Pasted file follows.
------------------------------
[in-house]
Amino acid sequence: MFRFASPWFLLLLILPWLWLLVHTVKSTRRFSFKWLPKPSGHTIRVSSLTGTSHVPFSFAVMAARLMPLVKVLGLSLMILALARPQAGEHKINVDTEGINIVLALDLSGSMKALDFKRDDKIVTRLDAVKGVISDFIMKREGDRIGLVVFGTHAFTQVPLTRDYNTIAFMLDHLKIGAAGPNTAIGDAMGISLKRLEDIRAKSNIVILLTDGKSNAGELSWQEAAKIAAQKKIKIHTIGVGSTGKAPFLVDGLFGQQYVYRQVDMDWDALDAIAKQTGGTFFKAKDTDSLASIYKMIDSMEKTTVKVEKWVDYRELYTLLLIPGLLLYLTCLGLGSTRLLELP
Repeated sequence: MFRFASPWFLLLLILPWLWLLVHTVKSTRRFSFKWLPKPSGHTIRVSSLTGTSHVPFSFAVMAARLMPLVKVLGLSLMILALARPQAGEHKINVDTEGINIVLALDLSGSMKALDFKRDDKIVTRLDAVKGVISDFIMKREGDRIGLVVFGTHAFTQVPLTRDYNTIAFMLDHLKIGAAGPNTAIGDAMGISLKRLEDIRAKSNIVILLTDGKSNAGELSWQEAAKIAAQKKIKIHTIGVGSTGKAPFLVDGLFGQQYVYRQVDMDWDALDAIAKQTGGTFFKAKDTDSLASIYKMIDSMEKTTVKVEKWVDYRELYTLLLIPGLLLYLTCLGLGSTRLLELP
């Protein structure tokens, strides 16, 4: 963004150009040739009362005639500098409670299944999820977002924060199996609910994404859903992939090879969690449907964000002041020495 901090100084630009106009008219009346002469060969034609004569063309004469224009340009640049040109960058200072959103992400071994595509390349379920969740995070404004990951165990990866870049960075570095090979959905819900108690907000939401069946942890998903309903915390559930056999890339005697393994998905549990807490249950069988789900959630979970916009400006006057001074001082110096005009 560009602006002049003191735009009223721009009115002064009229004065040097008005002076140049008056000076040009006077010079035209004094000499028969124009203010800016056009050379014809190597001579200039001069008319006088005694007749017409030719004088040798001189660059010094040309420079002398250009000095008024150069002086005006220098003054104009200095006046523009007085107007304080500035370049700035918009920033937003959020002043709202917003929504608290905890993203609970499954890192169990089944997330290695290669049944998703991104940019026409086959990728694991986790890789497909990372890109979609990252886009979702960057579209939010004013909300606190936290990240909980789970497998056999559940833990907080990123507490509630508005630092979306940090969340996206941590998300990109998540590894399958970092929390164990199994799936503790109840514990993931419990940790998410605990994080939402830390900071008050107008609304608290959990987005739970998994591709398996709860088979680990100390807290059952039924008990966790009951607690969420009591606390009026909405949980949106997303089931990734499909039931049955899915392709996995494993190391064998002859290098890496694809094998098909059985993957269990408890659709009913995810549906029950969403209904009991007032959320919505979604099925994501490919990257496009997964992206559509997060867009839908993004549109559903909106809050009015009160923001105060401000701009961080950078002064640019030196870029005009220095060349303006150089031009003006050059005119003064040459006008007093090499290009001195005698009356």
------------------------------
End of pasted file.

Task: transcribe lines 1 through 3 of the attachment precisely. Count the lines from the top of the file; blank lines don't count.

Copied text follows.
[in-house]
Amino acid sequence: MFRFASPWFLLLLILPWLWLLVHTVKSTRRFSFKWLPKPSGHTIRVSSLTGTSHVPFSFAVMAARLMPLVKVLGLSLMILALARPQAGEHKINVDTEGINIVLALDLSGSMKALDFKRDDKIVTRLDAVKGVISDFIMKREGDRIGLVVFGTHAFTQVPLTRDYNTIAFMLDHLKIGAAGPNTAIGDAMGISLKRLEDIRAKSNIVILLTDGKSNAGELSWQEAAKIAAQKKIKIHTIGVGSTGKAPFLVDGLFGQQYVYRQVDMDWDALDAIAKQTGGTFFKAKDTDSLASIYKMIDSMEKTTVKVEKWVDYRELYTLLLIPGLLLYLTCLGLGSTRLLELP
Repeated sequence: MFRFASPWFLLLLILPWLWLLVHTVKSTRRFSFKWLPKPSGHTIRVSSLTGTSHVPFSFAVMAARLMPLVKVLGLSLMILALARPQAGEHKINVDTEGINIVLALDLSGSMKALDFKRDDKIVTRLDAVKGVISDFIMKREGDRIGLVVFGTHAFTQVPLTRDYNTIAFMLDHLKIGAAGPNTAIGDAMGISLKRLEDIRAKSNIVILLTDGKSNAGELSWQEAAKIAAQKKIKIHTIGVGSTGKAPFLVDGLFGQQYVYRQVDMDWDALDAIAKQTGGTFFKAKDTDSLASIYKMIDSMEKTTVKVEKWVDYRELYTLLLIPGLLLYLTCLGLGSTRLLELP